madmike

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I was perusing one of my favorite sites, Ken-ichi Tsuzuki, where his current project is a Harley.
http://modelicengine.la.coocan.jp/harley191102.html

What caught my eye (near the bottom of his connecting rod build) is where he is mentions 'fast reaction between aluminum & copper alloy'.

I noticed the same thing installing bronze valve cages into my 6061 head. On one of my testers I was twirling the cage slightly to get a nice annular coating & then, surprise, it started bonding & I barely had time to push it down bottomed in the recess hole. Caught me off guard. Usually one can play with it for a while. It was 648 & the specs say 3 minute fixture time.

Anyone else had this experience or know of information that pertains to certain alloy combinations kicking the set up time like this?
one that we use in our machine shop - FLUID WELD-sold by silver seal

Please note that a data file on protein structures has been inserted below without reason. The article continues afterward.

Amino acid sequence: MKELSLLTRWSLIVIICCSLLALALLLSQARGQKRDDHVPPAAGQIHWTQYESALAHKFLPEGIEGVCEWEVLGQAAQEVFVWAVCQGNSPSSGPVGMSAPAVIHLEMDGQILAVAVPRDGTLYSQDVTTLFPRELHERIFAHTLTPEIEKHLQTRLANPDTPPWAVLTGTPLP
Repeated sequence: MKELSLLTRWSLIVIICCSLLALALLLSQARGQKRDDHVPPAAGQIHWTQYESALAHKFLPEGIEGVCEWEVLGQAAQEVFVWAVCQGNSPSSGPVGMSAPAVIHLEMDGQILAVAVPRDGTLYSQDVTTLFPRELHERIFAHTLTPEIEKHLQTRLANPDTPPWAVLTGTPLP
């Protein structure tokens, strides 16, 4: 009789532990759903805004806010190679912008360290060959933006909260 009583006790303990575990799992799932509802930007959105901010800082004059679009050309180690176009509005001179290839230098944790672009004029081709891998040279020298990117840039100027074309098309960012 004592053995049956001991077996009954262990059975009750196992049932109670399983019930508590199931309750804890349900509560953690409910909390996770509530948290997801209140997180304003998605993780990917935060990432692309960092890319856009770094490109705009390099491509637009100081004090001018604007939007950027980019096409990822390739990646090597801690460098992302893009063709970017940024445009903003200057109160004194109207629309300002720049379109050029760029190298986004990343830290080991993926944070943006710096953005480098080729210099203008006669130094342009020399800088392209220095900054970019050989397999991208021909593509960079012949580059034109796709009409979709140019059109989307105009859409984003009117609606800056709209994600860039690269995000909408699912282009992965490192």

petertha

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Interesting, thanks. Crazy high temperature specs. I'm trying t find the manufacturers site for more technical specs but not having much luck.
Do you happen to know, is the viscosity of Fluid Weld & part to part gap width about the same as Loctite?
https://www.cylinderheadsupply.com/kl1378.html
 

BobsModels

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Hi
Just to add to the thread. I was building a 1/8 scale Galloway and needed to push the head into the base. the ignitor face needed to be perpendicular to the base. Loctite tech recommended 640 retaining. It was designed for fixture alignment. It has a 30 min working time. here is sheet https://www.henkel-adhesives.com/us/en/product/retaining-compounds/loctite_640.html

I use it now for most any part I am doing, unless really need fast set up.

Bob